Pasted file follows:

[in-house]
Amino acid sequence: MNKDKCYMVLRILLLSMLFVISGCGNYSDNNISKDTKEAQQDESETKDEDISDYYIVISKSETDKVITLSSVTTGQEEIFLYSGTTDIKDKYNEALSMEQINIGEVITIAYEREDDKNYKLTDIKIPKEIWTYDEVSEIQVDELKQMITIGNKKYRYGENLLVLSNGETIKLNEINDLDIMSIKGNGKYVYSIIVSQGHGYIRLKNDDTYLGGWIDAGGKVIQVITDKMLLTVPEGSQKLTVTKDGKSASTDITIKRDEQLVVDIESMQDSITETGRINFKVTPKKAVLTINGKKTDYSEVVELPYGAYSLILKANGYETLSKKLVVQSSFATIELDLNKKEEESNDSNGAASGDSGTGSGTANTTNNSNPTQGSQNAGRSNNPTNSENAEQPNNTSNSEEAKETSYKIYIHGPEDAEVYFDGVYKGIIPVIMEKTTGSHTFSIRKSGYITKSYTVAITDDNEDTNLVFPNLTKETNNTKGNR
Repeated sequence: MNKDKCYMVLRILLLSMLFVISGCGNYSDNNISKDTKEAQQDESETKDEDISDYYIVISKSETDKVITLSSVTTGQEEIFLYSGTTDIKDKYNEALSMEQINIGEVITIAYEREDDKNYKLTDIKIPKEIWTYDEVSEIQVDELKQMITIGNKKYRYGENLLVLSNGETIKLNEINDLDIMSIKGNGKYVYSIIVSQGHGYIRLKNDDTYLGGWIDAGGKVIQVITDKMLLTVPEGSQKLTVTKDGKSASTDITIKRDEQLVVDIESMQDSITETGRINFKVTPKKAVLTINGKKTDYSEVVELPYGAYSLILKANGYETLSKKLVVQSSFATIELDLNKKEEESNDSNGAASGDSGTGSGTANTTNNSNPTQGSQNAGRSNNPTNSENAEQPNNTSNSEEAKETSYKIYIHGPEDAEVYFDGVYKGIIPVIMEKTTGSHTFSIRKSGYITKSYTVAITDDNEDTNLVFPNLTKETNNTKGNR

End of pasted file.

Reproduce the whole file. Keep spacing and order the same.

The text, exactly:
[in-house]
Amino acid sequence: MNKDKCYMVLRILLLSMLFVISGCGNYSDNNISKDTKEAQQDESETKDEDISDYYIVISKSETDKVITLSSVTTGQEEIFLYSGTTDIKDKYNEALSMEQINIGEVITIAYEREDDKNYKLTDIKIPKEIWTYDEVSEIQVDELKQMITIGNKKYRYGENLLVLSNGETIKLNEINDLDIMSIKGNGKYVYSIIVSQGHGYIRLKNDDTYLGGWIDAGGKVIQVITDKMLLTVPEGSQKLTVTKDGKSASTDITIKRDEQLVVDIESMQDSITETGRINFKVTPKKAVLTINGKKTDYSEVVELPYGAYSLILKANGYETLSKKLVVQSSFATIELDLNKKEEESNDSNGAASGDSGTGSGTANTTNNSNPTQGSQNAGRSNNPTNSENAEQPNNTSNSEEAKETSYKIYIHGPEDAEVYFDGVYKGIIPVIMEKTTGSHTFSIRKSGYITKSYTVAITDDNEDTNLVFPNLTKETNNTKGNR
Repeated sequence: MNKDKCYMVLRILLLSMLFVISGCGNYSDNNISKDTKEAQQDESETKDEDISDYYIVISKSETDKVITLSSVTTGQEEIFLYSGTTDIKDKYNEALSMEQINIGEVITIAYEREDDKNYKLTDIKIPKEIWTYDEVSEIQVDELKQMITIGNKKYRYGENLLVLSNGETIKLNEINDLDIMSIKGNGKYVYSIIVSQGHGYIRLKNDDTYLGGWIDAGGKVIQVITDKMLLTVPEGSQKLTVTKDGKSASTDITIKRDEQLVVDIESMQDSITETGRINFKVTPKKAVLTINGKKTDYSEVVELPYGAYSLILKANGYETLSKKLVVQSSFATIELDLNKKEEESNDSNGAASGDSGTGSGTANTTNNSNPTQGSQNAGRSNNPTNSENAEQPNNTSNSEEAKETSYKIYIHGPEDAEVYFDGVYKGIIPVIMEKTTGSHTFSIRKSGYITKSYTVAITDDNEDTNLVFPNLTKETNNTKGNR